ok so I don’t know the real number but i do know a few things the twins had a sell out crowd last year lets say that after tickets and merchandise they averaged only $25 each per fan (this buys parking, dinner, food at the game and maybe a hotel) well with 35000 fans per game and 81 games thats 71.5 million alone if you figure they averaged a third that each year for the 28 seasons in the dome thats another 662.3 million that brings that twins grand total to 733.8 million alone now i heard somewhere that since the dome was put up that the vikings generate about a million dollars in local revenue per regular season game and more for post season less for pre season so for my point here we will just use the 224 home games played at the dome since its being built that brings us to 957.8 million now lets say our lowly wolves can scatch 50’000 a game since 1990 which is a severe low ball because i know that the seven years of K.G. was around a quarter million a game but for argument sake 50 g’s per game for 41 games for 20 years is another 42 million that brings us 999 million alright now lets take the wild for the last 10 years they have had sell out crowds now if you have been to any hockey games you know that most of the time its not really a full house but lets say they manage 7500 seats full of there 18000 per game and each of these people average 15 for food drink and parking plus any hotel or anything else they may do right there thats another 46 million and we are probaly pretty safe saying that the gophers and the saints have been able to generate 255 million for the gophers since they started at the dome and the saints since there stadium was built thats the 1.3 billion dollars right there and thats just the sporting events now lets add in conventions concerts and events that take place at these venues i’d be willing to bet dollars to donuts that the xcel alone since being built has brought in over a billion dollars in local revenue on all the events there now add in the dome target center and your most likely talking closer to 50 to 100 billion dollars with all that being said though people who saw there taxes go up in lets say crow wing county because of the target center being renivatd and built but have never been there have had to pay for something they get no benifit from and thats the biggest concern minnesotans have with public funding for a stadium exspecially when you consider the salaries the teams get 116 million for the twins alone if the averae minnesotan makes 100 g a year which we all know they don’t thats 1160 households worth now add in t wolves vikings and wild and that number more then triples and what about the owners? theres alot of numbers and you can make a legite argument both ways is all I’m saying so we need to know all the facts if you agree with me on this topic maybe you’ll agree with me on others so remember Aaron A. Hines MN govenor 2014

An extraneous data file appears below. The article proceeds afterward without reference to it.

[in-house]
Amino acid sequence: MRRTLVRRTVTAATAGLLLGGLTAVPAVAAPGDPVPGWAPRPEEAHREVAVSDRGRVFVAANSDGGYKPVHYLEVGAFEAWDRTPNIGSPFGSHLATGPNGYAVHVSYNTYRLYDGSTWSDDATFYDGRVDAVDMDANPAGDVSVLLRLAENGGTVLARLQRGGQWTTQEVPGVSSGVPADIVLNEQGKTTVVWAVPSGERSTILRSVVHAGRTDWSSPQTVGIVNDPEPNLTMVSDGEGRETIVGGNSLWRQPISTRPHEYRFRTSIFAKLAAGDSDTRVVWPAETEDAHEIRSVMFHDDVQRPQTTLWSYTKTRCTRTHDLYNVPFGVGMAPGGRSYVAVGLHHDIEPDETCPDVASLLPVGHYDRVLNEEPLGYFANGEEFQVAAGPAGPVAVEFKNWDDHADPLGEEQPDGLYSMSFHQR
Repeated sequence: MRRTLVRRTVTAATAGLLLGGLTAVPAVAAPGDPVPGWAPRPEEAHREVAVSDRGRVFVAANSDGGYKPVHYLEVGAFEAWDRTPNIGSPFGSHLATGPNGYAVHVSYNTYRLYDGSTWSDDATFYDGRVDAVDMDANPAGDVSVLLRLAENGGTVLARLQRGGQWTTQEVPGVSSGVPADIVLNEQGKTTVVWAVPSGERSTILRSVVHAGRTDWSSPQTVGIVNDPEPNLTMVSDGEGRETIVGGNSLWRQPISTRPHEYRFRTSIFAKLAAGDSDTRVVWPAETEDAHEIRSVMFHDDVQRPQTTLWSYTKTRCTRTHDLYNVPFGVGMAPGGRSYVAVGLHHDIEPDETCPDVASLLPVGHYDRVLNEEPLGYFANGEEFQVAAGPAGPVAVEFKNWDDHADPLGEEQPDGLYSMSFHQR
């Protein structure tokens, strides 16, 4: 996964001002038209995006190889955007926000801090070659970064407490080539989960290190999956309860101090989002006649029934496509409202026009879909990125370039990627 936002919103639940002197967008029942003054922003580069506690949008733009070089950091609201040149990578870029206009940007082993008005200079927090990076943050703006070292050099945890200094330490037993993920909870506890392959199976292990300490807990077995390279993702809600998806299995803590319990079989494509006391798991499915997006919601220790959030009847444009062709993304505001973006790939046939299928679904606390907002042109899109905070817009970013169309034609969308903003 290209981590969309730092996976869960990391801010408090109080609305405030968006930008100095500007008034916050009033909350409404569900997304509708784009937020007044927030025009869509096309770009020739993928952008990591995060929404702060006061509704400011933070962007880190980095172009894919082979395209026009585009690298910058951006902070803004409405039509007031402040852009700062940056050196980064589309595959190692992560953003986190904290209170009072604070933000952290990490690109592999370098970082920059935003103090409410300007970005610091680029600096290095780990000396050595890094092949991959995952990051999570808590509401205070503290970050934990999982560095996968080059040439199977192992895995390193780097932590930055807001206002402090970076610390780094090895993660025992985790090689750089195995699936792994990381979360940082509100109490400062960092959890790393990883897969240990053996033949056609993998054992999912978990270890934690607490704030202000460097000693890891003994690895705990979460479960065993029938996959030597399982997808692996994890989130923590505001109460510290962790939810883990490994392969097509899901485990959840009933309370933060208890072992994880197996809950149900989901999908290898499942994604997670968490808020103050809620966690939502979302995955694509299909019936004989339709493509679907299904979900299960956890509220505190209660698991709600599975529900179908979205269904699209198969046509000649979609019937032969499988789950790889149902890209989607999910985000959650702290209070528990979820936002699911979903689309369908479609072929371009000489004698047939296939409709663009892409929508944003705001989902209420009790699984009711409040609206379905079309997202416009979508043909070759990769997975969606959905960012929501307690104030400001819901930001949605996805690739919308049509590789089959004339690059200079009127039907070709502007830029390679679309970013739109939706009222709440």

• Mr T

        I’d say we should use taxpayer money to pay off all our mortgages on our personal homes. This would increase the values(taxes) and homeowners would buy more things(sales taxes) and be able to send their children to college(future higher taxes on increased incomes. This would increase tax revenue and increase real employment.
        This way the money stops gravitating to the rich and gives the little guy actual results, which would have wide spread support.

  • M

    Yeah, completely irrelevant without noting that all those expensive suites the team owners want built are written off taxes as deductable business entertainment expenses. So the rich get richer and enjoy subsidized stadiums and on-going subsidies.
    It’s time to change the rules of the game. Welfare for billionaires and millionaires needs to stop.